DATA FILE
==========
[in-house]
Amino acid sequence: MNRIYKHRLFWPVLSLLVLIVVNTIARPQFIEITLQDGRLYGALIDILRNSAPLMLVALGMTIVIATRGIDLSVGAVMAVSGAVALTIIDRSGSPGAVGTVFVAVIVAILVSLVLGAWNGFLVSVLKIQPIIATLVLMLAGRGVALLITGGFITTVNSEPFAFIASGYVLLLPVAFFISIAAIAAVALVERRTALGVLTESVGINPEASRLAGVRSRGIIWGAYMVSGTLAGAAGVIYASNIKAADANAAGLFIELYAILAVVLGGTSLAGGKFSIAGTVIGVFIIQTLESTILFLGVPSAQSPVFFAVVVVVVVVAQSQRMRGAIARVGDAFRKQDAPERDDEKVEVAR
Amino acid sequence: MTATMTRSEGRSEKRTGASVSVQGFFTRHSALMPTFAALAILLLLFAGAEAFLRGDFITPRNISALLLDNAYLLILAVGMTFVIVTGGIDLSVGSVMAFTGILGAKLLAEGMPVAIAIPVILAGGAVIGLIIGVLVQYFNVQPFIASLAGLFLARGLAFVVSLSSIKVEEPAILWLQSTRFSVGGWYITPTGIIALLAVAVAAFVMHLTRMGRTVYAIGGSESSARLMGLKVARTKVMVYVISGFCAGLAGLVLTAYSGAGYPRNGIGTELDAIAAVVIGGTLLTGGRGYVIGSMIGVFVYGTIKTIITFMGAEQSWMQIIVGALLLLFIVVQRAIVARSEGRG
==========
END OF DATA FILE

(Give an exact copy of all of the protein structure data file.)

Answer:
[in-house]
Amino acid sequence: MNRIYKHRLFWPVLSLLVLIVVNTIARPQFIEITLQDGRLYGALIDILRNSAPLMLVALGMTIVIATRGIDLSVGAVMAVSGAVALTIIDRSGSPGAVGTVFVAVIVAILVSLVLGAWNGFLVSVLKIQPIIATLVLMLAGRGVALLITGGFITTVNSEPFAFIASGYVLLLPVAFFISIAAIAAVALVERRTALGVLTESVGINPEASRLAGVRSRGIIWGAYMVSGTLAGAAGVIYASNIKAADANAAGLFIELYAILAVVLGGTSLAGGKFSIAGTVIGVFIIQTLESTILFLGVPSAQSPVFFAVVVVVVVVAQSQRMRGAIARVGDAFRKQDAPERDDEKVEVAR
Amino acid sequence: MTATMTRSEGRSEKRTGASVSVQGFFTRHSALMPTFAALAILLLLFAGAEAFLRGDFITPRNISALLLDNAYLLILAVGMTFVIVTGGIDLSVGSVMAFTGILGAKLLAEGMPVAIAIPVILAGGAVIGLIIGVLVQYFNVQPFIASLAGLFLARGLAFVVSLSSIKVEEPAILWLQSTRFSVGGWYITPTGIIALLAVAVAAFVMHLTRMGRTVYAIGGSESSARLMGLKVARTKVMVYVISGFCAGLAGLVLTAYSGAGYPRNGIGTELDAIAAVVIGGTLLTGGRGYVIGSMIGVFVYGTIKTIITFMGAEQSWMQIIVGALLLLFIVVQRAIVARSEGRG